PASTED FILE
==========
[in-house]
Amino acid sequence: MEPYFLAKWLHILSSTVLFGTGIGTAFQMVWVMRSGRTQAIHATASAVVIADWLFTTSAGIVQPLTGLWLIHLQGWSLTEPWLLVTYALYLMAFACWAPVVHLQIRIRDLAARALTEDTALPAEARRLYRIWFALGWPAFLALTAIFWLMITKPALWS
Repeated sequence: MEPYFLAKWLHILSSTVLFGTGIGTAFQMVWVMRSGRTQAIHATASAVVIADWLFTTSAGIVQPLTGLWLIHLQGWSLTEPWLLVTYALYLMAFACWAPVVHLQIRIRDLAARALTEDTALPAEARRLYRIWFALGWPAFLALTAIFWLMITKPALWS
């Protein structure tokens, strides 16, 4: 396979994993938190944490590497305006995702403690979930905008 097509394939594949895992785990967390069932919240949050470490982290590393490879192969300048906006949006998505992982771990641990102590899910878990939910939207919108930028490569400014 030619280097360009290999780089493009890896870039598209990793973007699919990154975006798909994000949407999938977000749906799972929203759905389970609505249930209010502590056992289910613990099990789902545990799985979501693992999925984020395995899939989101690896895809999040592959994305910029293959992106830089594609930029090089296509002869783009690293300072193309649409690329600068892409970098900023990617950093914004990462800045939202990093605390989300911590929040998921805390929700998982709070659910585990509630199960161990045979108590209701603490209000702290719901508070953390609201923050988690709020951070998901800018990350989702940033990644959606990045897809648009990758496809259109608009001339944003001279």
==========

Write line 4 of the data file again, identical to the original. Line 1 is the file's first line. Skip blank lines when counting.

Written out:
């Protein structure tokens, strides 16, 4: 396979994993938190944490590497305006995702403690979930905008 097509394939594949895992785990967390069932919240949050470490982290590393490879192969300048906006949006998505992982771990641990102590899910878990939910939207919108930028490569400014 030619280097360009290999780089493009890896870039598209990793973007699919990154975006798909994000949407999938977000749906799972929203759905389970609505249930209010502590056992289910613990099990789902545990799985979501693992999925984020395995899939989101690896895809999040592959994305910029293959992106830089594609930029090089296509002869783009690293300072193309649409690329600068892409970098900023990617950093914004990462800045939202990093605390989300911590929040998921805390929700998982709070659910585990509630199960161990045979108590209701603490209000702290719901508070953390609201923050988690709020951070998901800018990350989702940033990644959606990045897809648009990758496809259109608009001339944003001279």